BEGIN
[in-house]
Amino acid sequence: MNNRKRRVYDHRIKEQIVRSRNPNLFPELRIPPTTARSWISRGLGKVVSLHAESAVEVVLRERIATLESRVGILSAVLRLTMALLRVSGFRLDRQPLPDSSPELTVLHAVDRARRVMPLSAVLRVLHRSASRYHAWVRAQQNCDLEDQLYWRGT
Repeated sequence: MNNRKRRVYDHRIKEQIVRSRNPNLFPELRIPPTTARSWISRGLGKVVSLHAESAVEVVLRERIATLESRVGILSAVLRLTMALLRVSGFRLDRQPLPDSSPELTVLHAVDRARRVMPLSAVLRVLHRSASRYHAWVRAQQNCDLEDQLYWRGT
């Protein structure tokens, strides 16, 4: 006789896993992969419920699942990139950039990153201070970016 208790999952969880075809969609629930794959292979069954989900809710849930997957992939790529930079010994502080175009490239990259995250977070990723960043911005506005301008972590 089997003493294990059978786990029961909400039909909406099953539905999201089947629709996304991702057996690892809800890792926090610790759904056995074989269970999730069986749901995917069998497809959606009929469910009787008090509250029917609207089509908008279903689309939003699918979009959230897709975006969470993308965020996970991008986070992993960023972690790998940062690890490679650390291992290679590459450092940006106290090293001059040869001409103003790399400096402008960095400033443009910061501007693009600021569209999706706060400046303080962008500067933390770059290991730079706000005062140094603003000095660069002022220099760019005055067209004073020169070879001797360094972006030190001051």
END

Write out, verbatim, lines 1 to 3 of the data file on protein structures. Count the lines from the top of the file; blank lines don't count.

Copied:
[in-house]
Amino acid sequence: MNNRKRRVYDHRIKEQIVRSRNPNLFPELRIPPTTARSWISRGLGKVVSLHAESAVEVVLRERIATLESRVGILSAVLRLTMALLRVSGFRLDRQPLPDSSPELTVLHAVDRARRVMPLSAVLRVLHRSASRYHAWVRAQQNCDLEDQLYWRGT
Repeated sequence: MNNRKRRVYDHRIKEQIVRSRNPNLFPELRIPPTTARSWISRGLGKVVSLHAESAVEVVLRERIATLESRVGILSAVLRLTMALLRVSGFRLDRQPLPDSSPELTVLHAVDRARRVMPLSAVLRVLHRSASRYHAWVRAQQNCDLEDQLYWRGT